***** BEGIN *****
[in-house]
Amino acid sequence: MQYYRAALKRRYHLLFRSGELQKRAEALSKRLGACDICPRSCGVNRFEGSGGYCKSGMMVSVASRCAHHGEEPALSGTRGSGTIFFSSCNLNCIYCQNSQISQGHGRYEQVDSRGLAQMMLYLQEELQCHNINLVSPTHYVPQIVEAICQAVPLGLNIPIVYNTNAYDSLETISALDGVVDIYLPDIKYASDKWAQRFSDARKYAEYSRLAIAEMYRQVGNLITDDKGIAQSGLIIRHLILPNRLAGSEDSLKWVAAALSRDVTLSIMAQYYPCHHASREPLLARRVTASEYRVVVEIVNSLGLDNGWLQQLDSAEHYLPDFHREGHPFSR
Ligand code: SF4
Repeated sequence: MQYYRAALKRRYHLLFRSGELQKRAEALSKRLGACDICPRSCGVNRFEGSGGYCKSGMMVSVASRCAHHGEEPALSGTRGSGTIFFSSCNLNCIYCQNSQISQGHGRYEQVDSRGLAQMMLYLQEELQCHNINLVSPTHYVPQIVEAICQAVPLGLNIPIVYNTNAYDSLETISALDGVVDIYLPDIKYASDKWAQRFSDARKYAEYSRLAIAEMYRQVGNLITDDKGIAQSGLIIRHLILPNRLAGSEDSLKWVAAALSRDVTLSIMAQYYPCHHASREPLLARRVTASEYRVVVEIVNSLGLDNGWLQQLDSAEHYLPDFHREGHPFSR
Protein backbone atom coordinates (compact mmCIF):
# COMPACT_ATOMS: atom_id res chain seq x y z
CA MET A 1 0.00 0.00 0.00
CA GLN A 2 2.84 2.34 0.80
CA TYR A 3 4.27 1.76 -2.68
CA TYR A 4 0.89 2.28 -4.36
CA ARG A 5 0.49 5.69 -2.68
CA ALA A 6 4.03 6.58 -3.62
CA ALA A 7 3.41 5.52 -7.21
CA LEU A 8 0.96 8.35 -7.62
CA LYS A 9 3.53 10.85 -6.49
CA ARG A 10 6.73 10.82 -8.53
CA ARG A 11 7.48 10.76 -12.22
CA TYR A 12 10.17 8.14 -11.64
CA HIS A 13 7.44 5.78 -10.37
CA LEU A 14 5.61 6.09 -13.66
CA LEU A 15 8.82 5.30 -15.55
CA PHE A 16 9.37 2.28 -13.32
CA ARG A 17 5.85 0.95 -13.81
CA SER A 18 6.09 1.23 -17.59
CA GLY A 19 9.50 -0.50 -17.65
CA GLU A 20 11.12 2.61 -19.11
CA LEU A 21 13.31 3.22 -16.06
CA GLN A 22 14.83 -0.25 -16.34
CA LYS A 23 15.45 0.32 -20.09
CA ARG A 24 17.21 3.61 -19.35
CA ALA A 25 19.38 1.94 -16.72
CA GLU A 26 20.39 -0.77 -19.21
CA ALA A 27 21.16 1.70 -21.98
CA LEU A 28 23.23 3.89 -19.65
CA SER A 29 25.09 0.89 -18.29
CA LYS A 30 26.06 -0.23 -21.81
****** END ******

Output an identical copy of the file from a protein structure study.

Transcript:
[in-house]
Amino acid sequence: MQYYRAALKRRYHLLFRSGELQKRAEALSKRLGACDICPRSCGVNRFEGSGGYCKSGMMVSVASRCAHHGEEPALSGTRGSGTIFFSSCNLNCIYCQNSQISQGHGRYEQVDSRGLAQMMLYLQEELQCHNINLVSPTHYVPQIVEAICQAVPLGLNIPIVYNTNAYDSLETISALDGVVDIYLPDIKYASDKWAQRFSDARKYAEYSRLAIAEMYRQVGNLITDDKGIAQSGLIIRHLILPNRLAGSEDSLKWVAAALSRDVTLSIMAQYYPCHHASREPLLARRVTASEYRVVVEIVNSLGLDNGWLQQLDSAEHYLPDFHREGHPFSR
Ligand code: SF4
Repeated sequence: MQYYRAALKRRYHLLFRSGELQKRAEALSKRLGACDICPRSCGVNRFEGSGGYCKSGMMVSVASRCAHHGEEPALSGTRGSGTIFFSSCNLNCIYCQNSQISQGHGRYEQVDSRGLAQMMLYLQEELQCHNINLVSPTHYVPQIVEAICQAVPLGLNIPIVYNTNAYDSLETISALDGVVDIYLPDIKYASDKWAQRFSDARKYAEYSRLAIAEMYRQVGNLITDDKGIAQSGLIIRHLILPNRLAGSEDSLKWVAAALSRDVTLSIMAQYYPCHHASREPLLARRVTASEYRVVVEIVNSLGLDNGWLQQLDSAEHYLPDFHREGHPFSR
Protein backbone atom coordinates (compact mmCIF):
# COMPACT_ATOMS: atom_id res chain seq x y z
CA MET A 1 0.00 0.00 0.00
CA GLN A 2 2.84 2.34 0.80
CA TYR A 3 4.27 1.76 -2.68
CA TYR A 4 0.89 2.28 -4.36
CA ARG A 5 0.49 5.69 -2.68
CA ALA A 6 4.03 6.58 -3.62
CA ALA A 7 3.41 5.52 -7.21
CA LEU A 8 0.96 8.35 -7.62
CA LYS A 9 3.53 10.85 -6.49
CA ARG A 10 6.73 10.82 -8.53
CA ARG A 11 7.48 10.76 -12.22
CA TYR A 12 10.17 8.14 -11.64
CA HIS A 13 7.44 5.78 -10.37
CA LEU A 14 5.61 6.09 -13.66
CA LEU A 15 8.82 5.30 -15.55
CA PHE A 16 9.37 2.28 -13.32
CA ARG A 17 5.85 0.95 -13.81
CA SER A 18 6.09 1.23 -17.59
CA GLY A 19 9.50 -0.50 -17.65
CA GLU A 20 11.12 2.61 -19.11
CA LEU A 21 13.31 3.22 -16.06
CA GLN A 22 14.83 -0.25 -16.34
CA LYS A 23 15.45 0.32 -20.09
CA ARG A 24 17.21 3.61 -19.35
CA ALA A 25 19.38 1.94 -16.72
CA GLU A 26 20.39 -0.77 -19.21
CA ALA A 27 21.16 1.70 -21.98
CA LEU A 28 23.23 3.89 -19.65
CA SER A 29 25.09 0.89 -18.29
CA LYS A 30 26.06 -0.23 -21.81